Olympe de Gouges
Born: 7 May 1748 Died: 3 November 1793 Nationality: French
Marie Gouze decided her fate as well as her name, which she changed into Olympe de Gouge, her pseudonym. She was a French writer and activist who managed to make her way into a large number of Parisian bourgeois circles and keep up with many prominent male personalities. She devoted herself to theatre, which helped her spread important ideals, such as emancipation and gender equality, with the frivolousness that only comedy allows. She also called for the renunciation of religious marriage, the right to divorce, equal rights for children born out of wedlock, as well as the protection of mothers and minors. In 1788 she published the “Reflections on negroes”, in which she took a position against slavery.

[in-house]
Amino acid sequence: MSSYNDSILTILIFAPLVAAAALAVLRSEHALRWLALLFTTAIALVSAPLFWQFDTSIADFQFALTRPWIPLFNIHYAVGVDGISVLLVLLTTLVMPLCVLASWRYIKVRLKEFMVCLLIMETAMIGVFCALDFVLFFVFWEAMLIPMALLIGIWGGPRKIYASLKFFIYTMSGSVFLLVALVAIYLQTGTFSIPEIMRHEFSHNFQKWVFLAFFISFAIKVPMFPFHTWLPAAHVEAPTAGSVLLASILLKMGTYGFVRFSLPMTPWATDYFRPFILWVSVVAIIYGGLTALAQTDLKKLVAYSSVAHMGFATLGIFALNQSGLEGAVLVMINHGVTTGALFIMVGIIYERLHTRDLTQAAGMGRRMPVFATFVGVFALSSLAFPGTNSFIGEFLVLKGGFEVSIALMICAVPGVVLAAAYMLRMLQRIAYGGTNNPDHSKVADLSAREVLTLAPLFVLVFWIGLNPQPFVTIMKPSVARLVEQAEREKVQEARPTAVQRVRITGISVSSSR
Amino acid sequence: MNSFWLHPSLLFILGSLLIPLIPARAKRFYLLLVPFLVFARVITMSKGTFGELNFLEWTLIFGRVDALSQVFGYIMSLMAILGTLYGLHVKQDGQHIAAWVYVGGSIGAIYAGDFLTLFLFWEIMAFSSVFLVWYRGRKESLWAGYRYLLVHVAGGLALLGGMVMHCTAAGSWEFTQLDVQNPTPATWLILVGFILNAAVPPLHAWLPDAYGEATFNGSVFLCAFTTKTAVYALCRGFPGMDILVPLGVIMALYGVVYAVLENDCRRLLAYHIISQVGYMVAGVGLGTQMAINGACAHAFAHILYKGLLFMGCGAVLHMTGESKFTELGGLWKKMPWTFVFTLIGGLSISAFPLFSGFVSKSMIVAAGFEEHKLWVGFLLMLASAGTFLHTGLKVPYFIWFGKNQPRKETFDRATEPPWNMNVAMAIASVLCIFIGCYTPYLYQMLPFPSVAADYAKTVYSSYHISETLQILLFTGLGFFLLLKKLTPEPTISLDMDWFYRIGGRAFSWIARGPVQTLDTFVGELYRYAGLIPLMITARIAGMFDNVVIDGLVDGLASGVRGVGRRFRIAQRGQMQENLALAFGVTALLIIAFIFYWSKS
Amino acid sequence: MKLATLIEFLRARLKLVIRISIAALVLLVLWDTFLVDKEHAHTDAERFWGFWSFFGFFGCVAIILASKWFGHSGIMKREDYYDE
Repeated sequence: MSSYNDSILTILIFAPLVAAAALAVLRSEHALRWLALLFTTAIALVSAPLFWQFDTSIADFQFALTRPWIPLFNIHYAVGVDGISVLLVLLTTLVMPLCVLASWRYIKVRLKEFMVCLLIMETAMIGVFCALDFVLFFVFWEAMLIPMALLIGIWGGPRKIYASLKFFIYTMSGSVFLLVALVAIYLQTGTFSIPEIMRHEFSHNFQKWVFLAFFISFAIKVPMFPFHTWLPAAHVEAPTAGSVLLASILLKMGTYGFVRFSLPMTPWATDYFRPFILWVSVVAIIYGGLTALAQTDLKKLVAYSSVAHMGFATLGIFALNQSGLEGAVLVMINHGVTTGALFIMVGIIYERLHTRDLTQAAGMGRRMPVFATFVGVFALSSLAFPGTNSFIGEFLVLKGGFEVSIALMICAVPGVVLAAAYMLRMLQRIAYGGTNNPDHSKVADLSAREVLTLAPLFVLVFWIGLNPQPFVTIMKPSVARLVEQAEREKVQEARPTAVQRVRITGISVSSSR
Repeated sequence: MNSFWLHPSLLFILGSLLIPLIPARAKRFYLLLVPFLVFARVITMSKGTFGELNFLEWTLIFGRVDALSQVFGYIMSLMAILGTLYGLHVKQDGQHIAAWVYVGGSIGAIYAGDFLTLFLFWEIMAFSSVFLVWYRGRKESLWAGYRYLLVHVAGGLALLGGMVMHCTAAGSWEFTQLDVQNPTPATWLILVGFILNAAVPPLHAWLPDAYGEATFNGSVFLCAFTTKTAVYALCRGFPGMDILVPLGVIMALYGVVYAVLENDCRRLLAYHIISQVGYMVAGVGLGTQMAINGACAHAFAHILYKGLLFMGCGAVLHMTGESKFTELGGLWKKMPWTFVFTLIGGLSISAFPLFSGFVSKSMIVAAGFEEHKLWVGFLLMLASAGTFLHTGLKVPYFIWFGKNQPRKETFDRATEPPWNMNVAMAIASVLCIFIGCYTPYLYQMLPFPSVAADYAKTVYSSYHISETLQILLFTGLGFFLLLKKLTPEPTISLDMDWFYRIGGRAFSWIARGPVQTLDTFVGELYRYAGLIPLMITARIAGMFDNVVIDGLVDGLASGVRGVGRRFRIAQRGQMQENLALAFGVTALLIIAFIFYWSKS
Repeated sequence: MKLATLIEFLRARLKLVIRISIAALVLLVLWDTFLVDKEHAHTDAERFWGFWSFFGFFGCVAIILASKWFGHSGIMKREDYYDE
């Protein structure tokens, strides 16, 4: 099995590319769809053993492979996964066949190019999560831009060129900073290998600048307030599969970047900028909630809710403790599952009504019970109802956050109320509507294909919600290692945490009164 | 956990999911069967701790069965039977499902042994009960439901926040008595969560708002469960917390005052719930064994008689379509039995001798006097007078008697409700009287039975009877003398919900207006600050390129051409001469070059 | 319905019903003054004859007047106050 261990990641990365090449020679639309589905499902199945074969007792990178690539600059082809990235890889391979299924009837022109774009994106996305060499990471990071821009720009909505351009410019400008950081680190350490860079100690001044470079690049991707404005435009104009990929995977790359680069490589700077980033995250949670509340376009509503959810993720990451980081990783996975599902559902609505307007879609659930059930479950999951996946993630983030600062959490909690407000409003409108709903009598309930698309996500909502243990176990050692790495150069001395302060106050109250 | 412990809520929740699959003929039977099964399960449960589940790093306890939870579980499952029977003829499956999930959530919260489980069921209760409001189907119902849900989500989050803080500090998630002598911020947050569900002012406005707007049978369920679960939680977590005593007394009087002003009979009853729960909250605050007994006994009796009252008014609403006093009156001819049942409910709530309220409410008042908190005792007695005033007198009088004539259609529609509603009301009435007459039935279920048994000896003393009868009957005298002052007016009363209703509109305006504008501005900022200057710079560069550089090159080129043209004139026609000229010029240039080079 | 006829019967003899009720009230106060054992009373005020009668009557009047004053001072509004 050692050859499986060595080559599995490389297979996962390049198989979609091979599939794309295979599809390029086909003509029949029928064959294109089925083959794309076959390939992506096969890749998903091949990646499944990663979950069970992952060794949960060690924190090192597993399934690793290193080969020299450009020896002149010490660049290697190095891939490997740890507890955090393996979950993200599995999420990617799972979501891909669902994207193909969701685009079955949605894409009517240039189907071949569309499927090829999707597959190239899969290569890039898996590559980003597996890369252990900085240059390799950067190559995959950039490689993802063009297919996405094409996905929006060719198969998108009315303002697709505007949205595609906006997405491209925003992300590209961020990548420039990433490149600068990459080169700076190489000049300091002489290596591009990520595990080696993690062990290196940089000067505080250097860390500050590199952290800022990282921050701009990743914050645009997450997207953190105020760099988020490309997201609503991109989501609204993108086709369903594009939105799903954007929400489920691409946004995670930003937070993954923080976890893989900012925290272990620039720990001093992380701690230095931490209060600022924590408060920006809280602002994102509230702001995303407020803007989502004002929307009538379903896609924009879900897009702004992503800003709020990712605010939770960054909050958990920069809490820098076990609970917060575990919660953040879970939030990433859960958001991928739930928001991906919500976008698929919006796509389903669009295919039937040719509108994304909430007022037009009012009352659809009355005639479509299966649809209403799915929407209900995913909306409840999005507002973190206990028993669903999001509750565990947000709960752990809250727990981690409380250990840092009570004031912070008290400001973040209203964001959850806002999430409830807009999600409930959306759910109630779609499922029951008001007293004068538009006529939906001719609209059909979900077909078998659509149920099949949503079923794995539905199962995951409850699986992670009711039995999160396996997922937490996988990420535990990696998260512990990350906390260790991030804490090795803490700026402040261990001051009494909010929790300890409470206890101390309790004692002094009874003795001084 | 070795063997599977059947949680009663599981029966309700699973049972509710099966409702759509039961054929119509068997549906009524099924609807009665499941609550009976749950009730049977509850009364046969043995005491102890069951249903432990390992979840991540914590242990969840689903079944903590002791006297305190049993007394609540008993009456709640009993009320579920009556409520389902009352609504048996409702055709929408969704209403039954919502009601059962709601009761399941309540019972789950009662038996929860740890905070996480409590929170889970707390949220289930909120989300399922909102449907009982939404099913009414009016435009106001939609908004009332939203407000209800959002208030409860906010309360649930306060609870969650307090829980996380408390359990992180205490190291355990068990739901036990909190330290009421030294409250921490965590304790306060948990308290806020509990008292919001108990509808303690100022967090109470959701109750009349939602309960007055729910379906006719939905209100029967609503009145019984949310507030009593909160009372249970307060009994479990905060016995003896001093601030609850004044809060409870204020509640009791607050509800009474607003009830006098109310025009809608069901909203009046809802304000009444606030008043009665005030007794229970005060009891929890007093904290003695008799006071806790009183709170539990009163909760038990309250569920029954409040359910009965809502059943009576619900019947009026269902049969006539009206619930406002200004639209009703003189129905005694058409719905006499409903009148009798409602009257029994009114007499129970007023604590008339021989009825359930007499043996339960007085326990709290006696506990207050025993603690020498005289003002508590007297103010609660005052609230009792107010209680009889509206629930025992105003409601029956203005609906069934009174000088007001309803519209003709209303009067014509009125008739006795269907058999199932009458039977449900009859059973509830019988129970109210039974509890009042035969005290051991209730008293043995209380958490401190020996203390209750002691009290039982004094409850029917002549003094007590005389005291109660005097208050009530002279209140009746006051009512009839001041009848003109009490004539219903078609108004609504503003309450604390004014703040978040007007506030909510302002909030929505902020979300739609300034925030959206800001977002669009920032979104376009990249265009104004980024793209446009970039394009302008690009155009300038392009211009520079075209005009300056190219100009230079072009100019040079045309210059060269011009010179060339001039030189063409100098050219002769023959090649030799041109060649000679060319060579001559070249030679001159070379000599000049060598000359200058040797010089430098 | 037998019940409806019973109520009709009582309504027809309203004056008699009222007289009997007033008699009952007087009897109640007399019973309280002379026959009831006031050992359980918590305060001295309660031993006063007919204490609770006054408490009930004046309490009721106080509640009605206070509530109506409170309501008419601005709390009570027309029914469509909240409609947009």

Not too long after that, Gouge published her masterpiece - the “Declaration of the Rights of Woman and of Female Citizen” - in which she defended political and social equality between men and women. Following the model of the declaration adopted in France two years earlier, Gouge focused on the need to make women aware of their rights and obligations to be in the interests of the country. In a nutshell, she reclaimed the natural rights of women that the force of prejudice had stolen from them. After that, she was constrained because she asked for a popular referendum to choose a form of government between republican, federative and monarchic ones. The Revolutionary Court found her guilty of attack on the sovereignty of the people and sentenced her to the guillotine. And so, Gouge ended up guillotined by those who, hypocritically, shouted “Liberty, Equality, Fraternity”. Olympe de Gouge was a great utopian because, in the middle of a period of terror, she fearlessly rose up against women subordination and tried to defend a fairer world in which, stigmatizing men superiority, both the sexes could be put on an equal footing. Even though, during her execution, the Revolutionaries stated “Olympe de Gouges wanted to be a statesman, it seems that the law has punished her for having forgotten the virtues that fit its sex”, nowadays her originality, independence of spirit and brave writings have guaranteed her an exceptional form of recognition.